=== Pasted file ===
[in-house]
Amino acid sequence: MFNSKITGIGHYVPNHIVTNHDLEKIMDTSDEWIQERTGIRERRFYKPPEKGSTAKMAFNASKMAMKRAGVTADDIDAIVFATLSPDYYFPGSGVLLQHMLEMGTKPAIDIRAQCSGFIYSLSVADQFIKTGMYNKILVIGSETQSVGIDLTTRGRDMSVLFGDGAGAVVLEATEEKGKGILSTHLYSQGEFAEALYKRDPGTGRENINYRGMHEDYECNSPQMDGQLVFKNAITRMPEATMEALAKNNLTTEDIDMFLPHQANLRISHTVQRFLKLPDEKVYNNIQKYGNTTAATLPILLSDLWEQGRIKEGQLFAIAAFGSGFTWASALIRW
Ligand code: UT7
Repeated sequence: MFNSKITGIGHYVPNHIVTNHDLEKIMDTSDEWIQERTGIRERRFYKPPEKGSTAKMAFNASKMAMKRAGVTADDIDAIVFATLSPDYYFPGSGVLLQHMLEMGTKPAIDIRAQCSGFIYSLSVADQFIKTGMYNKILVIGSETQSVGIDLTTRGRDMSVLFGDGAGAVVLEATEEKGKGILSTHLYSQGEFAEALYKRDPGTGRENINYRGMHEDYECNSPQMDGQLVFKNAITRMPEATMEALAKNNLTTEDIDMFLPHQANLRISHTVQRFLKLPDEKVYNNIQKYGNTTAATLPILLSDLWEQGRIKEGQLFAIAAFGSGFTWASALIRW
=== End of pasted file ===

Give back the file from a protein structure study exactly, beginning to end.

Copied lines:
[in-house]
Amino acid sequence: MFNSKITGIGHYVPNHIVTNHDLEKIMDTSDEWIQERTGIRERRFYKPPEKGSTAKMAFNASKMAMKRAGVTADDIDAIVFATLSPDYYFPGSGVLLQHMLEMGTKPAIDIRAQCSGFIYSLSVADQFIKTGMYNKILVIGSETQSVGIDLTTRGRDMSVLFGDGAGAVVLEATEEKGKGILSTHLYSQGEFAEALYKRDPGTGRENINYRGMHEDYECNSPQMDGQLVFKNAITRMPEATMEALAKNNLTTEDIDMFLPHQANLRISHTVQRFLKLPDEKVYNNIQKYGNTTAATLPILLSDLWEQGRIKEGQLFAIAAFGSGFTWASALIRW
Ligand code: UT7
Repeated sequence: MFNSKITGIGHYVPNHIVTNHDLEKIMDTSDEWIQERTGIRERRFYKPPEKGSTAKMAFNASKMAMKRAGVTADDIDAIVFATLSPDYYFPGSGVLLQHMLEMGTKPAIDIRAQCSGFIYSLSVADQFIKTGMYNKILVIGSETQSVGIDLTTRGRDMSVLFGDGAGAVVLEATEEKGKGILSTHLYSQGEFAEALYKRDPGTGRENINYRGMHEDYECNSPQMDGQLVFKNAITRMPEATMEALAKNNLTTEDIDMFLPHQANLRISHTVQRFLKLPDEKVYNNIQKYGNTTAATLPILLSDLWEQGRIKEGQLFAIAAFGSGFTWASALIRW